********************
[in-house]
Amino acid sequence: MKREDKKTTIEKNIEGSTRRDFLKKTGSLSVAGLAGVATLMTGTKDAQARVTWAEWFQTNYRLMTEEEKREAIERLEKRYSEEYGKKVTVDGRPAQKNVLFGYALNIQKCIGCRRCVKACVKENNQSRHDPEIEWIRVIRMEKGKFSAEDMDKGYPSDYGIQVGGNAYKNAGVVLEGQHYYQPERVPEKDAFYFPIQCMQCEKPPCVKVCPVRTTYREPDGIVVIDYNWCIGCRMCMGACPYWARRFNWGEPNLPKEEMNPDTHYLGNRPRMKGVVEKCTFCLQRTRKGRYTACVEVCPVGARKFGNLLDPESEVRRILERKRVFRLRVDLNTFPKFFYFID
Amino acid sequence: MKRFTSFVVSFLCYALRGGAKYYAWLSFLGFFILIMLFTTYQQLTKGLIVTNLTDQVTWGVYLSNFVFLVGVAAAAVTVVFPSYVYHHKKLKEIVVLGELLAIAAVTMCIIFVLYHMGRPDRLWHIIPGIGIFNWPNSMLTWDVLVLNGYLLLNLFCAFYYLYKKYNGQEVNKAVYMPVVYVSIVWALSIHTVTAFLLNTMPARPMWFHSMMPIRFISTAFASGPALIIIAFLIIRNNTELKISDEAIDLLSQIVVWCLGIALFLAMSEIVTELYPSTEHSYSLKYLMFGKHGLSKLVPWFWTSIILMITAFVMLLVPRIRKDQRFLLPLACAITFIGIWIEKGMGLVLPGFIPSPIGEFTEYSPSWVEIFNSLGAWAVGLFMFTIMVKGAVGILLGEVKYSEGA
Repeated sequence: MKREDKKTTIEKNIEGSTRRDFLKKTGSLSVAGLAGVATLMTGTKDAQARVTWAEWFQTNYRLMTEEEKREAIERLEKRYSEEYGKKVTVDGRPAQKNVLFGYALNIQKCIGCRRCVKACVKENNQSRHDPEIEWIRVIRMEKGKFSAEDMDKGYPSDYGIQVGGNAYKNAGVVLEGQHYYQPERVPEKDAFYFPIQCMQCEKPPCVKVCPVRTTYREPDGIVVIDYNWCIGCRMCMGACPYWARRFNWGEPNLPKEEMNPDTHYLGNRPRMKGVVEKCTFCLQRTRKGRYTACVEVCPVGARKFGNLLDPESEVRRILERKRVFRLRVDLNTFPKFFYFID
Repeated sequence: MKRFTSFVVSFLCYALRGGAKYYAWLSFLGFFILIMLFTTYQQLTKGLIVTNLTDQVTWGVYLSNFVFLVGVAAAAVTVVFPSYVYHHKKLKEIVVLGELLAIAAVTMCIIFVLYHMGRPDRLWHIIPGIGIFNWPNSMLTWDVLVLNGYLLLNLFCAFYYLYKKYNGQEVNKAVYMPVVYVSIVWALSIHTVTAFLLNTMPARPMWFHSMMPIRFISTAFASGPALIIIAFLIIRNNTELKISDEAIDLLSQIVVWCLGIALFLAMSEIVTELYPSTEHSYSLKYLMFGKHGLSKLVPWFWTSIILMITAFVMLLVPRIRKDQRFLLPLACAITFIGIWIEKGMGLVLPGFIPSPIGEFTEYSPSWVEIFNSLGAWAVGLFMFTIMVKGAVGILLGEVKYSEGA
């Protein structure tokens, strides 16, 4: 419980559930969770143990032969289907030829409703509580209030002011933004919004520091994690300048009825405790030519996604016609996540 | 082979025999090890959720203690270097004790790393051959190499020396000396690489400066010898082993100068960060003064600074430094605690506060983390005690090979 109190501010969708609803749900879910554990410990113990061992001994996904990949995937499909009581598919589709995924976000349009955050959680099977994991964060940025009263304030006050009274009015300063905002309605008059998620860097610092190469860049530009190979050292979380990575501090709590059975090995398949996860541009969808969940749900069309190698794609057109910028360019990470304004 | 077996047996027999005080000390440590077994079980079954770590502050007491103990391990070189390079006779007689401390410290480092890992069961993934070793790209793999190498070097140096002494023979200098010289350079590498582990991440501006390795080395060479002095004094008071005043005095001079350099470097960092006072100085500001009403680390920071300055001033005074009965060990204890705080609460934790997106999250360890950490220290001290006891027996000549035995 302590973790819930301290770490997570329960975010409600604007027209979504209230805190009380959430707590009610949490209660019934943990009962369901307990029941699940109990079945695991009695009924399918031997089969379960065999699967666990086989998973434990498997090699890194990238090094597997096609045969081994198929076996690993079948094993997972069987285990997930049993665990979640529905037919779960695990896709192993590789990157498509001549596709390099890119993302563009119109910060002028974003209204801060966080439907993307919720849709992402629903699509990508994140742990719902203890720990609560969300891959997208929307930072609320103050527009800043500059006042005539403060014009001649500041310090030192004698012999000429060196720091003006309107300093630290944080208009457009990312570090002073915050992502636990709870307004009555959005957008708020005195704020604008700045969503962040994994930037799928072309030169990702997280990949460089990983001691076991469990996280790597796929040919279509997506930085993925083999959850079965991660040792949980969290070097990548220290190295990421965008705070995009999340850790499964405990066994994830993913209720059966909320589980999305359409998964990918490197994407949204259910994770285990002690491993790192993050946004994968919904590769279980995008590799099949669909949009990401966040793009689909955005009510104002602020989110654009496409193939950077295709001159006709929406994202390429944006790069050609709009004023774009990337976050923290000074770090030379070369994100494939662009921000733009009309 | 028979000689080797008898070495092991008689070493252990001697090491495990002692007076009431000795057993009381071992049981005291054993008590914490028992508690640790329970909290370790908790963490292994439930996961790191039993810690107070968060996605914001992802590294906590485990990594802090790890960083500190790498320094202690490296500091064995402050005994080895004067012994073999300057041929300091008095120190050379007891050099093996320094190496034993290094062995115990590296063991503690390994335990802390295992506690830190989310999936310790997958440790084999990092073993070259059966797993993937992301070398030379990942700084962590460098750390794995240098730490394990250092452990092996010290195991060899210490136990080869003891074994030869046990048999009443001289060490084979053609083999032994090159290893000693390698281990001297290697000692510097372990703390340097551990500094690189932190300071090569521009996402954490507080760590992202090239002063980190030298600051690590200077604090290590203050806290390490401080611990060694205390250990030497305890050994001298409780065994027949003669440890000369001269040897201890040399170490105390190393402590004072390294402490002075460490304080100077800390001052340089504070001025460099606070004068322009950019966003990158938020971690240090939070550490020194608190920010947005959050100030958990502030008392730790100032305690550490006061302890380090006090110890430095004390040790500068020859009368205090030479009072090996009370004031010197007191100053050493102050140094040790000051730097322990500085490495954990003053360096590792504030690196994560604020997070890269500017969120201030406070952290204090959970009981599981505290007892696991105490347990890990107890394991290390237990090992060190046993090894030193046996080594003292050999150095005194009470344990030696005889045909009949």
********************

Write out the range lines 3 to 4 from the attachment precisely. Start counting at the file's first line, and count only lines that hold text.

Amino acid sequence: MKRFTSFVVSFLCYALRGGAKYYAWLSFLGFFILIMLFTTYQQLTKGLIVTNLTDQVTWGVYLSNFVFLVGVAAAAVTVVFPSYVYHHKKLKEIVVLGELLAIAAVTMCIIFVLYHMGRPDRLWHIIPGIGIFNWPNSMLTWDVLVLNGYLLLNLFCAFYYLYKKYNGQEVNKAVYMPVVYVSIVWALSIHTVTAFLLNTMPARPMWFHSMMPIRFISTAFASGPALIIIAFLIIRNNTELKISDEAIDLLSQIVVWCLGIALFLAMSEIVTELYPSTEHSYSLKYLMFGKHGLSKLVPWFWTSIILMITAFVMLLVPRIRKDQRFLLPLACAITFIGIWIEKGMGLVLPGFIPSPIGEFTEYSPSWVEIFNSLGAWAVGLFMFTIMVKGAVGILLGEVKYSEGA
Repeated sequence: MKREDKKTTIEKNIEGSTRRDFLKKTGSLSVAGLAGVATLMTGTKDAQARVTWAEWFQTNYRLMTEEEKREAIERLEKRYSEEYGKKVTVDGRPAQKNVLFGYALNIQKCIGCRRCVKACVKENNQSRHDPEIEWIRVIRMEKGKFSAEDMDKGYPSDYGIQVGGNAYKNAGVVLEGQHYYQPERVPEKDAFYFPIQCMQCEKPPCVKVCPVRTTYREPDGIVVIDYNWCIGCRMCMGACPYWARRFNWGEPNLPKEEMNPDTHYLGNRPRMKGVVEKCTFCLQRTRKGRYTACVEVCPVGARKFGNLLDPESEVRRILERKRVFRLRVDLNTFPKFFYFID